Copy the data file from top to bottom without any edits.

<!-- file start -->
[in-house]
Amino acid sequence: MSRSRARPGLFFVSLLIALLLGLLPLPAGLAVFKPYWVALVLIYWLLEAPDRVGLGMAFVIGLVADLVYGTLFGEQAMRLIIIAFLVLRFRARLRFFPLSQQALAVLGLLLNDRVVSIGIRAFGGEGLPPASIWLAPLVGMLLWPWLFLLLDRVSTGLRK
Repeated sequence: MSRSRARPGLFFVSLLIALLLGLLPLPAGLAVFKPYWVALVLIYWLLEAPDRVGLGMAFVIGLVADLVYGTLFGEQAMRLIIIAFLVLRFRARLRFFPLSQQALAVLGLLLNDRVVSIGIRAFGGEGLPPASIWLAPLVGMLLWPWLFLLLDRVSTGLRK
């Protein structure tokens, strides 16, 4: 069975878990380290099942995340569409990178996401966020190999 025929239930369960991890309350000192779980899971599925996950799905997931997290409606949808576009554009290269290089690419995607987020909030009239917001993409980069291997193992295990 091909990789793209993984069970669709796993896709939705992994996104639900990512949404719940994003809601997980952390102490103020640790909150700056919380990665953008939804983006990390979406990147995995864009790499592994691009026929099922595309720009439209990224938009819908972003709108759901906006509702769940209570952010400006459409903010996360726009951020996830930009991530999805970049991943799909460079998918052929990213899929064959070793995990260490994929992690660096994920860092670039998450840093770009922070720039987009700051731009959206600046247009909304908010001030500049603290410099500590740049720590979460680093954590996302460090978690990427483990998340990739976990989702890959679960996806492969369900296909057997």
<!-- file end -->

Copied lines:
[in-house]
Amino acid sequence: MSRSRARPGLFFVSLLIALLLGLLPLPAGLAVFKPYWVALVLIYWLLEAPDRVGLGMAFVIGLVADLVYGTLFGEQAMRLIIIAFLVLRFRARLRFFPLSQQALAVLGLLLNDRVVSIGIRAFGGEGLPPASIWLAPLVGMLLWPWLFLLLDRVSTGLRK
Repeated sequence: MSRSRARPGLFFVSLLIALLLGLLPLPAGLAVFKPYWVALVLIYWLLEAPDRVGLGMAFVIGLVADLVYGTLFGEQAMRLIIIAFLVLRFRARLRFFPLSQQALAVLGLLLNDRVVSIGIRAFGGEGLPPASIWLAPLVGMLLWPWLFLLLDRVSTGLRK
């Protein structure tokens, strides 16, 4: 069975878990380290099942995340569409990178996401966020190999 025929239930369960991890309350000192779980899971599925996950799905997931997290409606949808576009554009290269290089690419995607987020909030009239917001993409980069291997193992295990 091909990789793209993984069970669709796993896709939705992994996104639900990512949404719940994003809601997980952390102490103020640790909150700056919380990665953008939804983006990390979406990147995995864009790499592994691009026929099922595309720009439209990224938009819908972003709108759901906006509702769940209570952010400006459409903010996360726009951020996830930009991530999805970049991943799909460079998918052929990213899929064959070793995990260490994929992690660096994920860092670039998450840093770009922070720039987009700051731009959206600046247009909304908010001030500049603290410099500590740049720590979460680093954590996302460090978690990427483990998340990739976990989702890959679960996806492969369900296909057997």